La canne de combat (combat cane) is a French combat sport based on the use of a cane, a medium-length walking stick. It is visually quite original, very quick and athletic. It is also somewhat difficult to really understand from the outside, as the rules shape much of the action. This post provides a brief history and describes the main rules of the sport.
Martial training generally comes together with initial fears and occasional pain. Some training methods point out fear as a pedagogical helper. They will use the fear of pain as a motivator to not get hit. They will use unsafe gear and say that the fear of accident increases the realism of the practice and help make the student focus. I personally disagree with these methods and would not fancy studying in such environments, for the reasons outlined in this post.
This post explores the notion of speed in our sources, starting with the explicit admonitions to be quick, the reasons one needs to be quick, and then details the distortions to martial moves that are brought by low-speed work. I believe this information is important to keep in mind when discussing training methodology.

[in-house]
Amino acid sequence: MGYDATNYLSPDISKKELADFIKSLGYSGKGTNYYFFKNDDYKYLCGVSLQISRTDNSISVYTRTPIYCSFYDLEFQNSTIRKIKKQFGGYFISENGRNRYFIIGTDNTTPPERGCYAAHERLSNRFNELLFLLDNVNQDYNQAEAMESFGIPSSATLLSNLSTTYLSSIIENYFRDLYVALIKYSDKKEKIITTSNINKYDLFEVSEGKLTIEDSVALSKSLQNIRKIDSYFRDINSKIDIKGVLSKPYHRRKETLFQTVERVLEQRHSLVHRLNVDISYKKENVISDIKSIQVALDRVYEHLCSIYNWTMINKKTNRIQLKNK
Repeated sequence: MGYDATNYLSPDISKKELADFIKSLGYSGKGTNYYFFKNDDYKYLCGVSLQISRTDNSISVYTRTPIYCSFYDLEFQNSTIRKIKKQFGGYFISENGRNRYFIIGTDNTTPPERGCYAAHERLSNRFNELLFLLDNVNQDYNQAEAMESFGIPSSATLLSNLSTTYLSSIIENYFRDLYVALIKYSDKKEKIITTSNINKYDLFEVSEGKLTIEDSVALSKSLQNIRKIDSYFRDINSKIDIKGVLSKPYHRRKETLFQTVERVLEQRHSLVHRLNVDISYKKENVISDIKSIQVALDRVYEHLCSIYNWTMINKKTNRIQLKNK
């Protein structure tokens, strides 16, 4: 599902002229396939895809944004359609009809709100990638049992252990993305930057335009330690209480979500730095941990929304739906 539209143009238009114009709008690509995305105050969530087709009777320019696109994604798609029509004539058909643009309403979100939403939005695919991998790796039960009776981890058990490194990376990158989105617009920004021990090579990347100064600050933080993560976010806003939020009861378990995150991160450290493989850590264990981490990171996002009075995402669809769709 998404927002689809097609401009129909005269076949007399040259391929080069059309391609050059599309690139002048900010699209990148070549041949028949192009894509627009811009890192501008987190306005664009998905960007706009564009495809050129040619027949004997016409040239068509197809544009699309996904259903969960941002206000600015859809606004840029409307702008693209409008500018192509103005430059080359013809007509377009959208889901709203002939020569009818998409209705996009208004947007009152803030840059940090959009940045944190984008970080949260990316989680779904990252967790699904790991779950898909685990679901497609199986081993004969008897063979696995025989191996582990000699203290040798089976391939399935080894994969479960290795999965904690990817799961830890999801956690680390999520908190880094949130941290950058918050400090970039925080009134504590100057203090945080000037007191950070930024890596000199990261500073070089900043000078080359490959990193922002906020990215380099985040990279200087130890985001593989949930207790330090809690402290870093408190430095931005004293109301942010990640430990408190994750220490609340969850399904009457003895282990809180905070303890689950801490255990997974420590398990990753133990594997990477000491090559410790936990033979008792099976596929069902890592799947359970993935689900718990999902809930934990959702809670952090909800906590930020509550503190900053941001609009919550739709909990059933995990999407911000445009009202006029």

As I’ve exposed in a previous post the term HEMA does not come with a good description of the goals or an exact prescription of the approach. The study of historical European martial arts can use a variety of methods, and depending on the goals of the student the activity can take different forms. There does not have to be a universal agreement on that, at some point it’s just different strokes for different people. The rest of this post is just a clarification of my personal views on these topics.
I will write quite a lot about HEMA in these pages. What is it? It stands for Historical European Martial Arts. Read on for a more developed definition and some observations…